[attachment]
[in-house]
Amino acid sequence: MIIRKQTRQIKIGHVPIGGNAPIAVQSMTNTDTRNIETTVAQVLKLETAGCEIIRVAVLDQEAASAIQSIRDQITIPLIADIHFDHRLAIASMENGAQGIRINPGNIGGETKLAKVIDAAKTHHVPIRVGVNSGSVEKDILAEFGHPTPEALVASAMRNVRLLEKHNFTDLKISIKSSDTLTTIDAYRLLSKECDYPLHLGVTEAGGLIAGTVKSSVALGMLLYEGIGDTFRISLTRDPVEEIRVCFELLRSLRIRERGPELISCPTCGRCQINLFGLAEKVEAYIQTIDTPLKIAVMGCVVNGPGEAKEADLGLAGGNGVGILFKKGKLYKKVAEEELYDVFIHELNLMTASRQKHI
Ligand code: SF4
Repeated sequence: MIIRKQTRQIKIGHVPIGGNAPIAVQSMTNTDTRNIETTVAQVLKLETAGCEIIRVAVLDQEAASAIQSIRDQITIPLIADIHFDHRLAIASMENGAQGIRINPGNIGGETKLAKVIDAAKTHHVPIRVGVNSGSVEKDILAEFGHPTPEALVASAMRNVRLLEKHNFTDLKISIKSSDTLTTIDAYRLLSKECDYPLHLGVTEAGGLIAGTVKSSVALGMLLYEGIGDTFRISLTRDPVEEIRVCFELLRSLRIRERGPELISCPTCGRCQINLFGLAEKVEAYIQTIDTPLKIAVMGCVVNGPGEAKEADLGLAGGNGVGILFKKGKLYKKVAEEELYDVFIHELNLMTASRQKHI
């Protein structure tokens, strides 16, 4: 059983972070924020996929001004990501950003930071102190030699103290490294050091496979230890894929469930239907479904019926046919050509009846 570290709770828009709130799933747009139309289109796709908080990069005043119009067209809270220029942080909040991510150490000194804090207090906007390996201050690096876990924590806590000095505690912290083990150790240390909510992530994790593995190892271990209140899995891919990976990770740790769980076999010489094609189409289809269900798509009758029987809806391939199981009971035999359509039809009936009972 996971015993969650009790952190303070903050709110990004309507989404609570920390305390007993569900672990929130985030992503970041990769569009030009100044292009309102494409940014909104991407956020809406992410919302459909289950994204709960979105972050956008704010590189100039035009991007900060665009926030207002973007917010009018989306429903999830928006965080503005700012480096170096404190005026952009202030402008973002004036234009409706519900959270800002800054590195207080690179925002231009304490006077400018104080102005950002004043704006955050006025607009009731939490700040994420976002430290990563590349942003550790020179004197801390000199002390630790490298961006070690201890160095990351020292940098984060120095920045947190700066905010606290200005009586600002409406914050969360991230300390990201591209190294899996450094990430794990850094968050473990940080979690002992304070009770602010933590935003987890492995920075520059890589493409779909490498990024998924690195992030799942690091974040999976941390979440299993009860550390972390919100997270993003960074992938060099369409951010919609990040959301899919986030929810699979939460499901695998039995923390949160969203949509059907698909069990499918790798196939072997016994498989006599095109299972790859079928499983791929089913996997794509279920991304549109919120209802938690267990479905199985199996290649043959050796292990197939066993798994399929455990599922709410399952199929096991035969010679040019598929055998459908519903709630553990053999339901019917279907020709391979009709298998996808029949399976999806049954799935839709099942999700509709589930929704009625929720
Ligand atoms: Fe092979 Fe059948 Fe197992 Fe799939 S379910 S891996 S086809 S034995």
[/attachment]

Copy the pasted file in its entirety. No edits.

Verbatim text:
[in-house]
Amino acid sequence: MIIRKQTRQIKIGHVPIGGNAPIAVQSMTNTDTRNIETTVAQVLKLETAGCEIIRVAVLDQEAASAIQSIRDQITIPLIADIHFDHRLAIASMENGAQGIRINPGNIGGETKLAKVIDAAKTHHVPIRVGVNSGSVEKDILAEFGHPTPEALVASAMRNVRLLEKHNFTDLKISIKSSDTLTTIDAYRLLSKECDYPLHLGVTEAGGLIAGTVKSSVALGMLLYEGIGDTFRISLTRDPVEEIRVCFELLRSLRIRERGPELISCPTCGRCQINLFGLAEKVEAYIQTIDTPLKIAVMGCVVNGPGEAKEADLGLAGGNGVGILFKKGKLYKKVAEEELYDVFIHELNLMTASRQKHI
Ligand code: SF4
Repeated sequence: MIIRKQTRQIKIGHVPIGGNAPIAVQSMTNTDTRNIETTVAQVLKLETAGCEIIRVAVLDQEAASAIQSIRDQITIPLIADIHFDHRLAIASMENGAQGIRINPGNIGGETKLAKVIDAAKTHHVPIRVGVNSGSVEKDILAEFGHPTPEALVASAMRNVRLLEKHNFTDLKISIKSSDTLTTIDAYRLLSKECDYPLHLGVTEAGGLIAGTVKSSVALGMLLYEGIGDTFRISLTRDPVEEIRVCFELLRSLRIRERGPELISCPTCGRCQINLFGLAEKVEAYIQTIDTPLKIAVMGCVVNGPGEAKEADLGLAGGNGVGILFKKGKLYKKVAEEELYDVFIHELNLMTASRQKHI
């Protein structure tokens, strides 16, 4: 059983972070924020996929001004990501950003930071102190030699103290490294050091496979230890894929469930239907479904019926046919050509009846 570290709770828009709130799933747009139309289109796709908080990069005043119009067209809270220029942080909040991510150490000194804090207090906007390996201050690096876990924590806590000095505690912290083990150790240390909510992530994790593995190892271990209140899995891919990976990770740790769980076999010489094609189409289809269900798509009758029987809806391939199981009971035999359509039809009936009972 996971015993969650009790952190303070903050709110990004309507989404609570920390305390007993569900672990929130985030992503970041990769569009030009100044292009309102494409940014909104991407956020809406992410919302459909289950994204709960979105972050956008704010590189100039035009991007900060665009926030207002973007917010009018989306429903999830928006965080503005700012480096170096404190005026952009202030402008973002004036234009409706519900959270800002800054590195207080690179925002231009304490006077400018104080102005950002004043704006955050006025607009009731939490700040994420976002430290990563590349942003550790020179004197801390000199002390630790490298961006070690201890160095990351020292940098984060120095920045947190700066905010606290200005009586600002409406914050969360991230300390990201591209190294899996450094990430794990850094968050473990940080979690002992304070009770602010933590935003987890492995920075520059890589493409779909490498990024998924690195992030799942690091974040999976941390979440299993009860550390972390919100997270993003960074992938060099369409951010919609990040959301899919986030929810699979939460499901695998039995923390949160969203949509059907698909069990499918790798196939072997016994498989006599095109299972790859079928499983791929089913996997794509279920991304549109919120209802938690267990479905199985199996290649043959050796292990197939066993798994399929455990599922709410399952199929096991035969010679040019598929055998459908519903709630553990053999339901019917279907020709391979009709298998996808029949399976999806049954799935839709099942999700509709589930929704009625929720
Ligand atoms: Fe092979 Fe059948 Fe197992 Fe799939 S379910 S891996 S086809 S034995």